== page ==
Stuart Hall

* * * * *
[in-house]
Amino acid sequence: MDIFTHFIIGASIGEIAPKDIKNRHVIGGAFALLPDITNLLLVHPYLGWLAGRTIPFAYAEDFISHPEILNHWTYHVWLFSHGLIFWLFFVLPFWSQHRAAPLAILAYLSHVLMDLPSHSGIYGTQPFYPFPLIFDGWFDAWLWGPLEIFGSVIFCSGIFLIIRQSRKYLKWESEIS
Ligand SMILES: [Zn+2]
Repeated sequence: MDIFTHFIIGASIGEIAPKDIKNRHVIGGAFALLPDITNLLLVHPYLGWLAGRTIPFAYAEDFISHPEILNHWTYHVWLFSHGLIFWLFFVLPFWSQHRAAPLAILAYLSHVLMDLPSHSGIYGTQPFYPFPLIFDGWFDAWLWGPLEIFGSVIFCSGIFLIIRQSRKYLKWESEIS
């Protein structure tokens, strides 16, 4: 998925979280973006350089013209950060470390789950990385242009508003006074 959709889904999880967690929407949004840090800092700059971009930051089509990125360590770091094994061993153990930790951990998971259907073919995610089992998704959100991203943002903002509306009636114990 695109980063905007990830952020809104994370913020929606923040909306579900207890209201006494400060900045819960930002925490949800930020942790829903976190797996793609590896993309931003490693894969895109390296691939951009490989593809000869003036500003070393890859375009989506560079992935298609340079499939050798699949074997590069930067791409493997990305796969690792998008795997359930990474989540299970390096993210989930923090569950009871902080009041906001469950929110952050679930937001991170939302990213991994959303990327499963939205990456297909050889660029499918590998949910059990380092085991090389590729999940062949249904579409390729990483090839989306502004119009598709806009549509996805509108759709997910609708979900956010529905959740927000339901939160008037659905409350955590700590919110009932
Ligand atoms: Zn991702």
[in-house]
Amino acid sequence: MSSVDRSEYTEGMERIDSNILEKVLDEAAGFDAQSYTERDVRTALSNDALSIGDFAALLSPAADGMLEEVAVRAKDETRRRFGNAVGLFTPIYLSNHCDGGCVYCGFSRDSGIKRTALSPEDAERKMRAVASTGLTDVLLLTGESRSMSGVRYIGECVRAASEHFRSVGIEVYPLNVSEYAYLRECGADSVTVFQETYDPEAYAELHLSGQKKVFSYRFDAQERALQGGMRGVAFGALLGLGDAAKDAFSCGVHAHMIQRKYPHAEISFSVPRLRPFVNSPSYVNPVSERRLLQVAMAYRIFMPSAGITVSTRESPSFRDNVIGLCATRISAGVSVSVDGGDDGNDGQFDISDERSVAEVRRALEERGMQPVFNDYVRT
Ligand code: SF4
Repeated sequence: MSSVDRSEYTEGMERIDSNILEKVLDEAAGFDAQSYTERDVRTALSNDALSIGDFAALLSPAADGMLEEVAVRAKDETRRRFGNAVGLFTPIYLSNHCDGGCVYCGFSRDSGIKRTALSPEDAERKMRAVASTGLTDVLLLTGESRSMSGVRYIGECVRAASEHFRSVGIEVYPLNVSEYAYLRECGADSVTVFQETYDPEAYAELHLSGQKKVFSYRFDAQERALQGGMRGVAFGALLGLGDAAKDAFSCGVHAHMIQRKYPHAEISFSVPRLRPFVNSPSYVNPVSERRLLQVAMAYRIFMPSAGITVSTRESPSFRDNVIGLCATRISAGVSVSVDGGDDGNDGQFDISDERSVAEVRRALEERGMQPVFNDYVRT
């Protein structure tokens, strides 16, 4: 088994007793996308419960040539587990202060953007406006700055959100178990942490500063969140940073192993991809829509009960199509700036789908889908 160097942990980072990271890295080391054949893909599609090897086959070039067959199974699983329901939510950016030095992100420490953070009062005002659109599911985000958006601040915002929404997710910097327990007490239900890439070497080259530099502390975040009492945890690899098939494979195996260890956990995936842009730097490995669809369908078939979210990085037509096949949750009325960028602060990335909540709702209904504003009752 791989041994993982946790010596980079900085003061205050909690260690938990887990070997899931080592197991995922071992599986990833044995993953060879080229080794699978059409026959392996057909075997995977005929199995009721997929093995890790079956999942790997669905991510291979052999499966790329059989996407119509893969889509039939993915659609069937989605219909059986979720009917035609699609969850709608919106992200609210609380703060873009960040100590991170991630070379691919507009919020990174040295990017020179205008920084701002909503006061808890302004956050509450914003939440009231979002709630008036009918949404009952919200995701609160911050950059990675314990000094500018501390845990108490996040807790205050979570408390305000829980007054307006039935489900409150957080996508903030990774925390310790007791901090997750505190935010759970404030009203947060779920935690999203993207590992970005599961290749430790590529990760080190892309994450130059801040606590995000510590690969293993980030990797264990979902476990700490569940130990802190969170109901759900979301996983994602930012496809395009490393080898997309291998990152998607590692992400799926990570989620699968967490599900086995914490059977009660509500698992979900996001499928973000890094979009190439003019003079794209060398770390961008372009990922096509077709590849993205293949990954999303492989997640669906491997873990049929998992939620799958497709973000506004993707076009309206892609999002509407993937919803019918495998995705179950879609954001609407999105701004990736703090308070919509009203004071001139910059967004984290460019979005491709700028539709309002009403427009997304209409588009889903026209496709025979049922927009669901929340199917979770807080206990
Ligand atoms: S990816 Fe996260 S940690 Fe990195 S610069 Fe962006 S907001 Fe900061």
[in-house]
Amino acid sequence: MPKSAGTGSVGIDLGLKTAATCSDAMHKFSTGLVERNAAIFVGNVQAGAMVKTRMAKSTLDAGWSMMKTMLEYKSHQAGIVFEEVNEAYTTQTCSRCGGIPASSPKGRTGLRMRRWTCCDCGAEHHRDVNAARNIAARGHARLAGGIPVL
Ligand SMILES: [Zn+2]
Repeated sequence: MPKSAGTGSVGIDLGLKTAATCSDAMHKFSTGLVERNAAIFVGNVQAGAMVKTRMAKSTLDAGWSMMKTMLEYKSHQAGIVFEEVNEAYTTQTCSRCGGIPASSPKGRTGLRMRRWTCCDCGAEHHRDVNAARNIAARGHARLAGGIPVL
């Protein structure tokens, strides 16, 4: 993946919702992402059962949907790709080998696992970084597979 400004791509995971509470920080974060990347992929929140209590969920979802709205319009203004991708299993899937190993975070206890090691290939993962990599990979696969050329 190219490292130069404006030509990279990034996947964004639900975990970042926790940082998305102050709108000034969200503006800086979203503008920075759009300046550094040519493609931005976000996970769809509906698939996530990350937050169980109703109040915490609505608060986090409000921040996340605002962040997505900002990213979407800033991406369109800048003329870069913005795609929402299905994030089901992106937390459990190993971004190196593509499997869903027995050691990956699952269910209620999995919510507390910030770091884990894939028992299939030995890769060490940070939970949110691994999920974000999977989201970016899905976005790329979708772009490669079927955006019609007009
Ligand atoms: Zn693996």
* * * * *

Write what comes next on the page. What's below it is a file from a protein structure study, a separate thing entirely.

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Outline: In this essay I will try to present the ways in which Stuart Hall influenced the development of Cultural Studies in Britain and illuminate the importance of his contribution to the understanding of British culture in general. As “one of the leading cultural theorists”, an epithet given to him by The Observer in 2007, he expanded the field of study to include gender, race and identity. He is also important for introducing new approaches to the study based on the works of French theorists. Introduction Stuart Hall was born in Kingston, Jamaica on February 3, 1932. After receiving a Rhodes scholarship in the 1950 he came to Britain in order to study at Merton College at the University of Oxford. He was a member of the Windrush generation, when a great number of African-Caribbeans migrated to the UK and other parts of Europe in the search of a better future. It is interesting to note that he was part of the Campaign for Nuclear Disarmament (CND) in 1957. The publication of his book “The Popular Arts” (Hall and Whannel 1967; first published in Britain in 1964) ten years later led to the invitation by Richard Hoggart, another important figure in the founding of British Cultural Studies, to join the Birmingham Centre for Contemporary Cultural Studies. In 1968 he replaced Hoggart as the director of the institution and held the position until 1979. The BCCCS might be considered the cradle of cultural studies in Britain and some might even say that is the pivotal institution in the history of cultural studies in general. After leaving his position at the Centre, Hall became a professor at the Open University. He retired in 1997. Throughout his career, Hall stressed the practical impact that cultural studies can have on... ... middle of paper ... ...’s work has been crucial for both the process of formation and the expansion and development of British Cultural Studies, as well as cultural studies as an international discipline. Due to the fact that Hall was born in Jamaica but practiced his career in Britain, he is able to present views both from inside and outside the British society. As much as he participated in contributing to the studies dealing with ethnicity, he also contributed to the study of national identity. The impact of his work expands the circle of cultural studies; during the 1980s he was a fierce critic of Thatcherism and influenced the Labour Party in Britain. The dedication he put in his work, together with the innovation and diversity of his studies have earned him the epithet “The Father of Cultural Studies”, a title most certainly deserved for redefining British cultural studies.
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